MR. KELLAR: Yes, your Honor. This is Stewart Kellar again. With regard to what the neutral has proposed, the neutral has also noted in paragraph 8, page 4, of Mr. Grenier's write-up, that the intelligence is only tasked with finding specific data and copying that data, and then deleting it from the original hard drive, and returning that drive to Mr. Hotz; but Sony is seeking to create additional forensic images of those drives for later, which is not a part of the impoundment order.

THE COURT: Well, okay. Let's take --

MS. SMITH: This is Mehrnaz Boroumand Smith again.

THE COURT: No, no. I'm not ready to hear from you.

MS. SMITH: Sorry, your Honor. THE COURT: I'm not ready to hear from you. So I want to address the discovery question later, second.

I want to do impoundment first.

As far as impoundment is concerned, my inclination is to order that the TIG do what it says it needs to do in its certification order that I previously cited with respect to its functions.

And I haven't seen any objection that -- that proposes a forensically sound way of doing what the Court has

17

ordered as an alternative. Having no alternative, that would be the order of the court.

Then I'd go on, and I would be happy to talk about the question of whether or not there will be an extra copy; whether or not they're going to be allowed to have discovery of that extra copy, et cetera.

And my inclination on that is: Not just now; but we'd talk about that.

So does anyone else want to be heard on the impoundment; not on the discovery question? Anything further?

MR. KELLAR: Your Honor, this is Stewart Kellar again. With regard to impoundment, both parties have had difficulty figuring out how to best articulate the finding of information related to those devices. Even with the neutral, it's been a difficult -- difficult to find out a protocol of information related to the devices. So I'd like to try to reach some sort of agreement on how we can determine what "information related to" means.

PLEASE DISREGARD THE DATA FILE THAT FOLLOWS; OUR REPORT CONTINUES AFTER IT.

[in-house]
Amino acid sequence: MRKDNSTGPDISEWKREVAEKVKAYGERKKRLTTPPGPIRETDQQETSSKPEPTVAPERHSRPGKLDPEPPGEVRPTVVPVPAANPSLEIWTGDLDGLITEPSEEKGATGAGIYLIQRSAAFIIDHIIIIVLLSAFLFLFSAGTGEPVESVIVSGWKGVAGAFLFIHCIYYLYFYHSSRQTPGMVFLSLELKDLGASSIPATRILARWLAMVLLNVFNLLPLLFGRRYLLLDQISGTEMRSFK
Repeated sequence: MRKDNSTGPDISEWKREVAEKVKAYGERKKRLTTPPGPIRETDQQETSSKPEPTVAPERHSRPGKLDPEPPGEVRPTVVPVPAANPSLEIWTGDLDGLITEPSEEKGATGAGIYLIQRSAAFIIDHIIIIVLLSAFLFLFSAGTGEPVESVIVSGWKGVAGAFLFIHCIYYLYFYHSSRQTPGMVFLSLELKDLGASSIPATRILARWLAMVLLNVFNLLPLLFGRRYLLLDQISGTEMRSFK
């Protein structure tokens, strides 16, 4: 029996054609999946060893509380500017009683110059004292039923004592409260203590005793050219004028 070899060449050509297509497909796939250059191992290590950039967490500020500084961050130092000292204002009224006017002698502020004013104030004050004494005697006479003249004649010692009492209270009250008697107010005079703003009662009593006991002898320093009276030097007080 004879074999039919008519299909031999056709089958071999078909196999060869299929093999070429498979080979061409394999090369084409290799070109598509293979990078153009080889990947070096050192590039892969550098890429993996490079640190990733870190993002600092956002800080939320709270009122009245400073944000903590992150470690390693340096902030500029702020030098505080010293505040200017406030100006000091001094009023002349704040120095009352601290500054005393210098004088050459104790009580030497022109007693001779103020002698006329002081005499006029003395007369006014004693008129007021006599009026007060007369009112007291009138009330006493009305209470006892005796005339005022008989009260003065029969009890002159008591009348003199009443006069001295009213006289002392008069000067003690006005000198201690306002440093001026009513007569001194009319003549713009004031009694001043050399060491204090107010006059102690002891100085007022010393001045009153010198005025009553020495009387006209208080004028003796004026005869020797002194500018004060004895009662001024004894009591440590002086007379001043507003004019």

THE COURT: Well, let's do this a step at a time. Number one, I'm going to order that TIG perform the tasks identified in its certification of -- they're different dates, right? February 27th, 2011.

Now, in terms of you know, they have the Judge's

18

order. They can -- they can come up with their own proposal, but I have no problem with you all trying to meet and confer and decide what is -- how one understands what exactly is information related to the circumvention devices. I don't have any problem with that.

My guess is that the best person that's in the best position to actually figure out what is a forensically sound way of dealing with that question is the neutral; but I have no problem with you also trying to reach an agreement. And if you reach an agreement, and all submit it to me as an order, I'll sign it. So why don't I order you to meet and confer on that question?

MR. KELLAR: Will do.

THE COURT: Okay?

Now, on the question of discovery, you know, you're going to get -- you're going to have a lot of discovery on -- we're talking about jurisdictional discovery. I -- I'm not convinced that you aren't going to have sufficient jurisdictional discovery without having to delve into these particular devices, so I'm -- you're -- you're -- you need to convince me. And I'm not convinced by your letter, that that there's something particular on there that you need to search for or have someone else search for like a neutral.